By Angie Godfrey, Office of Head Start, Program Specialist
Last month the Early Head Start National Resource Center hosted a conversation with key stakeholders to explore how lesbian, gay, bisexual and transgender (LGBT) families are being served by Early Head Start programs.
The conversation also provided a platform to inform federal staff and training and technical assistance providers about the realities LGBT families face and the challenges programs face in working with LGBT families. Stakeholders included program and parent representatives, federal staff, Head Start training and technical assistance representatives, and experts from the LGBT community.
We unpacked the acronym “LGBT” and discussed gender identity and expression for adults and in the context of child development. We explored pronouns, terms and respectful ways of interacting with LGBT families that avoid making assumptions about people and how they identify themselves. We talked about the ways that LGBT people create families through adoption; prior relationships, advanced reproductive technology, blended families, and transgendered parents who are either pre or post transition.
As a group we came to understand that LGBT families are a very diverse group. According to a recent report they live in 93 percent of all counties in the United States. LGBT families are more racially and ethnically diverse and more likely to struggle financially than families headed by opposite sex couples. There is a higher tax burden on LGBT families and a lack of safety net programs and health insurance coverage for same sex couples.
LGBT families raise their children in many states where there is a lack of legal recognition of the parents’ relationship and both parents’ relationships with their children. As a result, they often face obstacles in caring for sick partners and family members, and they may face hostility in schools and communities.
Given some of these challenges for LGBT families, what do welcoming Head Start/Early Head Start programs look like?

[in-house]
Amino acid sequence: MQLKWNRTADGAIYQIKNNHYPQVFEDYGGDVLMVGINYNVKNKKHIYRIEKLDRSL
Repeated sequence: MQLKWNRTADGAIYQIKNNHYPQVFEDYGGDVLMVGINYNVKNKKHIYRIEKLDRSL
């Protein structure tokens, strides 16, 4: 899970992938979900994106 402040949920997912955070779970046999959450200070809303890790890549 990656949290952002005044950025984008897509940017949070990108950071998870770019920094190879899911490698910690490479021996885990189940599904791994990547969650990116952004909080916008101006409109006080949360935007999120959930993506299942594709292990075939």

The group brainstormed ideas of what a welcoming program looks like. And some of the characteristics of welcoming programs include:
The group agreed that to fully engage LGBT families, programs must be welcoming and nurturing from the very first interactions. Building relationships with families through a trusting environment will ensure that LGBT families feel welcomed and respected, and can begin to trust that they are included, that their children will be safe to learn and grow, and that their families will be accepted, which is the central to the mission of Early Head Start/Head Start.
"I would like to tell parents that Early Head Start and Head Start [programs] support all kinds of families no matter what their sexual orientation is," said Kimberly Phillips, Early Head Start parent from Children's Home Society of Florida. "They make families feel safe and go above and beyond to expand [and improve] the program."
"The meeting was so insightful [for me] as a parent. It felt awesome to know there are other people fighting for the best for all children," said Tamara Green, Early Head Start parent from the Children's Hospital of Philadelphia. "[I want] other families to know that Early Head Start and Head Start are doing everything they can to make everyone feel welcomed and wanted!"
Head Start is a federal program that promotes the school readiness of children ages birth to 5 from low-income families by enhancing their cognitive, social and emotional development.